Here we encountered a stray cat, who was not happy with the cold weather. But who came out to parlay with this guy who carried a bag of cat food around with him, and an open beer in his jacket pocket.

man with cat food and beer

stray cat

stray cat sniffs ground

stray cat approaches food

stray cat eats food

stray cat eating food, tries to ignore people

Continuing to the market strip, we found ourselves surrounded by the sights, sounds and smells of junk, snacks, fucking heaps of tourists, and the occasional Japanese person in traditional garb.

a building along the market strip

couple in traditional clothing, walking from market strip

Japanese architecture on fence

souvenir shop

souvenir trinkets

cute box of colourful paper

colourful souvenirs in a shop

snack biscuits in a shop, made fresh on premises

snack craftsman

cat trinkets

cute cat trinket

shop full of cute cat trinkets and yummy fresh biscuit snacks

waiting for a snack

approaching the busy part of town

or is the busy part of town approaching us?

the noodle restaurant where we stopped for dinner

I have no idea what this place was called, but as soon as I saw soba noodles with duck, I knew this was where we would have dinner.

higashiyama-206

higashiyama-207

Quite fancy, not cheap, but very good. Portions were small, leaving us much room for street snacks.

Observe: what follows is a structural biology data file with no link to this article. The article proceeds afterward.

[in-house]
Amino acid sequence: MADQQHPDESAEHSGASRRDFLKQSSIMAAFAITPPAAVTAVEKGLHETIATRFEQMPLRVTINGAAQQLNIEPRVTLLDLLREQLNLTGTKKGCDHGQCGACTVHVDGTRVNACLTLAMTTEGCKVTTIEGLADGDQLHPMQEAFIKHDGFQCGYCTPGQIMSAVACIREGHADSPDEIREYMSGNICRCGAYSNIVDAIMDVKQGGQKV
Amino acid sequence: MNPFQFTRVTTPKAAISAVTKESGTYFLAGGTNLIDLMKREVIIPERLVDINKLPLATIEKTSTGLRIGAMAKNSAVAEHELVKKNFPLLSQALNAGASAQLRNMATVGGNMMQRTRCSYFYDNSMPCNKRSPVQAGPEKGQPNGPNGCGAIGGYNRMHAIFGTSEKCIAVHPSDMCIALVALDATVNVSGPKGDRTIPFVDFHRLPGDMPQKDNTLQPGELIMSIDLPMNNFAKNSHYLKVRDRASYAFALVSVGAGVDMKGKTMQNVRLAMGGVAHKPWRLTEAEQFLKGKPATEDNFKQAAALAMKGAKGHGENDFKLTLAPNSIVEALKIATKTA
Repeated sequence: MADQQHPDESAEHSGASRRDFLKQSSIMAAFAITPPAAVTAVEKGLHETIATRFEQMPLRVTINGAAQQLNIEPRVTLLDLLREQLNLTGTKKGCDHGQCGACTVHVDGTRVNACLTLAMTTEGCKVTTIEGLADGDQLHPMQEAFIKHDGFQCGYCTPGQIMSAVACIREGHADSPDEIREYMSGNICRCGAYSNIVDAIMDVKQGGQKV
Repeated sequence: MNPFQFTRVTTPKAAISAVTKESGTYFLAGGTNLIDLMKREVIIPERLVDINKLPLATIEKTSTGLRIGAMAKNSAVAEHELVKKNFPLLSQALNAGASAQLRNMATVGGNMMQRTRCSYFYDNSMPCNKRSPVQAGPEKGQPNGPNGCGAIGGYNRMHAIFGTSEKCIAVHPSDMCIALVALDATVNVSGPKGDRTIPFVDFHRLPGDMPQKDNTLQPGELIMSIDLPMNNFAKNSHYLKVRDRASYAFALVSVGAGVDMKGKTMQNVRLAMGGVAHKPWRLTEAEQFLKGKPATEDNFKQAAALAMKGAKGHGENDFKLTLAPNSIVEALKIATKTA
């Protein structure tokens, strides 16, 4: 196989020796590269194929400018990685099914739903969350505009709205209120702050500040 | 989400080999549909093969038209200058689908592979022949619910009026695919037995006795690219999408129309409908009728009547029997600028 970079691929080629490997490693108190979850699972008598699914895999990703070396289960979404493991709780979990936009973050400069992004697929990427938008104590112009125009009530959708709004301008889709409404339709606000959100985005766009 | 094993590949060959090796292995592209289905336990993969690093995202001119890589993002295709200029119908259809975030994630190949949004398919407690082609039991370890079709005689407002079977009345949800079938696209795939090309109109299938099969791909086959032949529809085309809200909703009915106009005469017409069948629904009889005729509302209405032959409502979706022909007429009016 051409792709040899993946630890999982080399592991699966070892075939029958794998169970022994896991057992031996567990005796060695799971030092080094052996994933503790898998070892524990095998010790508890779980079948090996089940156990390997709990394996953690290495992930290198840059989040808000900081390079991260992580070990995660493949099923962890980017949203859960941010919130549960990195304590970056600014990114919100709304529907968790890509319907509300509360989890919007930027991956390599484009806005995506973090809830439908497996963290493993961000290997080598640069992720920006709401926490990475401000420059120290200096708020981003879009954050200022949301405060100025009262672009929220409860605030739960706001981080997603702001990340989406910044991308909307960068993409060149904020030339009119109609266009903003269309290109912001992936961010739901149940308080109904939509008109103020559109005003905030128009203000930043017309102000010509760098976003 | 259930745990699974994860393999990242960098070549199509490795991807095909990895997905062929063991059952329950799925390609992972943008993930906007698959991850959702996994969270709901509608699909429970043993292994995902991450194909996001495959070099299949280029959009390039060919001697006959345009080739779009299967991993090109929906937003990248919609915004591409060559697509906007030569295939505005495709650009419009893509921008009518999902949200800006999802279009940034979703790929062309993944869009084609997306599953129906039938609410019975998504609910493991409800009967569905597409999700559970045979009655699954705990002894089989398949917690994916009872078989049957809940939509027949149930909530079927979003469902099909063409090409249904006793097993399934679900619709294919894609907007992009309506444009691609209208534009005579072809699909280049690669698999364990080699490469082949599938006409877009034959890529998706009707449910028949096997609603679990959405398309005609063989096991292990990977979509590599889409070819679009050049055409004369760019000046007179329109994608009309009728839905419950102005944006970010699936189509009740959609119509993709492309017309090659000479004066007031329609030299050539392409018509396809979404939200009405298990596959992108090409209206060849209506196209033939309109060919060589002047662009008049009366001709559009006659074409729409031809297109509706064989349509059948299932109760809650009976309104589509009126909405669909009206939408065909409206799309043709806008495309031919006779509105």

girls wearing kimono in market street

matcha daifuku snack

shop in market street

goldfish pond

goldfish

quietest street on the market

This small alleyway caught my eye. Beautiful narrow alley, no one in it. A fleeting moment of peace amidst the bustle.

looking down the path we came from

couple who let me take a photo of their lovely outfits

This lovely couple let me take a photo of their outfits.¬†I really like the lady’s kimono. Aaah ^___^ so pretty. I wish it was more normal to wear stuff like this at home.

The one phrase I learned by heart before coming here was, “Is it okay to take a photo?” It’s come in handy a lot. Save for a few “no photos” signs in dodgy-ish shops, and one grumpy shopkeeper, most everyone here seems camera-friendly.

cute sign by a door

little bonsai shop or someone's epic house

myo pottery shop

novelty robe for sale

small shop crammed with trinkets

busy market street at dusk

end of the market street

Kiyomizudera Temple at dusk

Finally, at the end of the busy market street, we arrived at the Kiyomizudera Temple. No joke, we’re talking doorstep juxtaposition here. If you were to stand side on, you’d have the temple grounds on one side and the market on the other. It was SO COLD.

up some steps at the temple ground

a tall pagoda

temple gate against the backdrop of Kyoto city

Despite taking a subway to get within sight of the Heian Shrine, we were able to walk home from this temple. I’m tickled that this city is laid out so orderly, with things close together – but it makes me want to cry that we pay $2.10 to travel 2 blocks by subway when it’s too cold to walk. Arg.

It’s new year’s eve tonight. Apparently Kyoto is a superb place to be for a New Year festival. We spent the afternoon at Nara, and noticed as we were leaving at the end of the day, market stalls were setting up to start their night. How cool, right? Anyway, we’re headed out in a bit to see what’s good. :) Snack time!